In to the Mojave: Sweeney Granite Mountains Desert Research Center

One of the advantages of traveling with an educational group is that you can often gain access to areas closed to the public. As I mentioned in my post on Zzyzx, I was part of a workshop organized by the San Francisco-based non-profit PhotoAlliance and lead by Stanford adjunct faculty member Robert Dawson. This pedigree, plus a stack of application paperwork, made it possible for us to visit the Sweeney Granite Mountains Desert Research Center. The Center was instrumental in the creation the University of California Natural Reserve System (UCNRS) of which it is now a part. Currently the UCNRS consists of 39 sites comprising more than 756,000 acres that include representatives of most major ecosystems in the state.

Sweeney Research Center_MG_2017_03_220687_openWith
Accessable only by a long dirt road and nestled unobtrusively at the end of Granite Cove, the main facility consists of three cabins and a main residence with dining facilities to accommodate up to twelve researchers. Drinking water is collected from a nearby spring. The facility also includes laboratory space, a library and a conference room. Passive solar design is used to keep the facility warm in winter and cool in summer.
View from Sweeney_MG_2017_03_220704_openWith
Ranging in elevation from 3,770 to 6,796 feet, the Reserve includes a wide variety of topography from alluvial fans and bajadas to steep granitic mountains with massive pinnacles and rocky terrain. Habitats typical of the Mojave Desert include woodland, mixed woody and succulent shrubs, springs, seeps, and washes.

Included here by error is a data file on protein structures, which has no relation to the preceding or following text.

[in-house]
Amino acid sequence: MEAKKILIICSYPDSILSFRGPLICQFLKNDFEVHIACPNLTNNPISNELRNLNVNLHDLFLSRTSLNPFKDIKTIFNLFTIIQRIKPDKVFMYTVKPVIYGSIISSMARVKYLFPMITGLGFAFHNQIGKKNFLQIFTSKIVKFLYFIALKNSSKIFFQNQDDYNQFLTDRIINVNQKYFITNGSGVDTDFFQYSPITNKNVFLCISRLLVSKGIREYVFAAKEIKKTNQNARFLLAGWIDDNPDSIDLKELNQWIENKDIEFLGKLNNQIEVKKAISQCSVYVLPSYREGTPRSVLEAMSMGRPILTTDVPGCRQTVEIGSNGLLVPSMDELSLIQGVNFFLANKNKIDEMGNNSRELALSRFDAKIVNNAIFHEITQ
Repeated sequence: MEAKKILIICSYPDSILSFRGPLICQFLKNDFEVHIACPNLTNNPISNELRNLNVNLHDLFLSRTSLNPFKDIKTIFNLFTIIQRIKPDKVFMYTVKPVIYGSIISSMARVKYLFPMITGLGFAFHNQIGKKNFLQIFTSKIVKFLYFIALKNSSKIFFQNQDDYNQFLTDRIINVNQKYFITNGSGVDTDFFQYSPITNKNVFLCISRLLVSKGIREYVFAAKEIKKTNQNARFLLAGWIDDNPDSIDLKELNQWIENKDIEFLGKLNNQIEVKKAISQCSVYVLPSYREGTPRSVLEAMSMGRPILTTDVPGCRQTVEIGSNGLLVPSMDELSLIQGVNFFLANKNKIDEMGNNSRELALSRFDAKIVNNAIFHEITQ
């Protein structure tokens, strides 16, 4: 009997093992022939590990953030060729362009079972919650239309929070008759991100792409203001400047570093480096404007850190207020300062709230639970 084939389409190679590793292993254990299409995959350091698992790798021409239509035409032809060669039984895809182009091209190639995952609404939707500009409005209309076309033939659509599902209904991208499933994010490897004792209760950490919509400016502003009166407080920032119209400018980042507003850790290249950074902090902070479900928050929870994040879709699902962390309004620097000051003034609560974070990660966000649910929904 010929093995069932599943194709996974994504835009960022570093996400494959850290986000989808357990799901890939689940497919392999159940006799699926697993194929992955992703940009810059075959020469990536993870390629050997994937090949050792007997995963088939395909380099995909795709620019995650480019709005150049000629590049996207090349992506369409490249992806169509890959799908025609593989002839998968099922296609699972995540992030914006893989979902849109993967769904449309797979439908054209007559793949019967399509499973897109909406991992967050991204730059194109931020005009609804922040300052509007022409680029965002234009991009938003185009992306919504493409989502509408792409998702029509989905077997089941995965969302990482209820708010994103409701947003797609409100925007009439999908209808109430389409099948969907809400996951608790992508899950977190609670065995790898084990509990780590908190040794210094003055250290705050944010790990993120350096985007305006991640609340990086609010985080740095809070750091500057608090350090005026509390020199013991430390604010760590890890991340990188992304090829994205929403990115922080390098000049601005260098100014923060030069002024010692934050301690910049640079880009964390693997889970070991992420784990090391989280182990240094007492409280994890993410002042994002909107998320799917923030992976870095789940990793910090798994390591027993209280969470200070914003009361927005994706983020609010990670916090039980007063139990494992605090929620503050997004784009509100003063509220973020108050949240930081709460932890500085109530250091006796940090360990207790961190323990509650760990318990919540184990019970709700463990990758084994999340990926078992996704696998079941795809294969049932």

Variety of vegitation at Sweeney _MG_2017_03_220690_openWith
The plants found within the 9,000 acre reserve vary primarily by altitude, however local conditions, such as seeps, can cause a variety of specie to be found in a small area.
Plant in rock at Sweeney_MG_2017_03_220702_openWith
Particularly intriguing is the area around the Center where a Pinyon-Juniper woodland is interrupted by cliffs and boulders. Here numerous “boulder-obligate” species are found inhabiting the vertical cliffs, rock-crevices and base of boulders. These include Ericamaria cuneatus, Brickellia arguta, Galium stellatum, Eriogonum heermannii, Keckiella antirrhinoides, Ivesia saxosa, Poa fendleriana, Ericameria laricifolius, Dudleya saxosa, Cheilanthes covillei, and Pellaea mucronata.
Stinson_Rock and Tree at Granite Mountains_MG_2017_03_22_0706_openWith
Seeps and small streams contribute to the variety of plant and animal life in the Reserve.
Cactus at Sweeney_MG_2017_03_220703_openWith
There are plenty of cacti to reenforce our stereotype of the desert!
campb_03_campbell_weather_station1
There are many research experiments scattered across the Reserve’s 9,000 acres, many not nearly as obvious as this weather station and so are easily disturbed. Many of these experiments require that data be tracked over many years. To protect the integrity of the results, access to the Reserve is strictly limited and the reserve almost entirely surrounded by fencing. (Photo courtesy of the Sweeney Granite Mountains Desert Research Center.)

 

Advertisements

What are your thoughts?

Fill in your details below or click an icon to log in:

WordPress.com Logo

You are commenting using your WordPress.com account. Log Out /  Change )

Google+ photo

You are commenting using your Google+ account. Log Out /  Change )

Twitter picture

You are commenting using your Twitter account. Log Out /  Change )

Facebook photo

You are commenting using your Facebook account. Log Out /  Change )

w

Connecting to %s

This site uses Akismet to reduce spam. Learn how your comment data is processed.